Controversy hits FCBS proposals for Southbank Centre
Feilden Clegg Bradley unveiled its £120 million Festival Wing scheme for the Brutalist landmark. Plans were later amended and resubmitted in November following criticism from CABE among others. The project angered skateboarders too, who wanted to save their 40-year-old undercroft, rather than move to a new skatepark under Hungerford Bridge.
- Southbank overhaul revealed: FCBS plans big glass box
- The Twitterati verdict on FCBS’ Southbank overhaul
- Southbank puts brakes on FCBS overhaul
- FCBS’ £120m Southbank overhaul submitted for planning
- Cabe reins in FCBS’s Southbank overhaul
- Danish practice wins contest for new £1m Southbank skatepark
- C20 Society reveals alternative Southbank overhaul plans
- Southbank makes legal vow to keep skateboarding
- Southbank Centre submits contentious skatepark plans
- Revealed: images of FCBS’s updated Southbank proposals
Help to Buy boosts building but housing standards criticised for not going far enough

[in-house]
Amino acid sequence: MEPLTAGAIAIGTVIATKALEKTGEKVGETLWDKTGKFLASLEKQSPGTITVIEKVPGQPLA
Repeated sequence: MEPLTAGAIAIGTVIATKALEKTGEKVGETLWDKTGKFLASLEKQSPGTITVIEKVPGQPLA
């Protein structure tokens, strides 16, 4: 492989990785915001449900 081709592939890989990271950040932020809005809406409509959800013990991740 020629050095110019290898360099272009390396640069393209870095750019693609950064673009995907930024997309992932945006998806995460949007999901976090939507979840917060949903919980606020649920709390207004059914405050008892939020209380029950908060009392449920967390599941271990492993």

Although Skanska ducked out of the housing market, others were gearing up for increased delivery, buoyed by Help to Buy. As the year progressed UK house building began to motor and by December year-on-year approvals were up by a third. Meanwhile architects feared the government’s proposed new housing standards – including minimum space standards – would be ‘open to abuse’ if applied voluntarily, rather than in Building Regulations. The debate continues.
- Skanska scraps ‘innovative’ housebuilding plans
- House building surges as controversial Help to Buy scheme kicks in
- Government’s Help to Buy scheme kicks off early
- Help to Buy continues to boost housebuilding
- Regional house building outpaces London
- Government looks to bring in minimum space standards for homes
- Government resists adopting housing standards in building regs
- New housing standards will fail if not in the Regs, say architects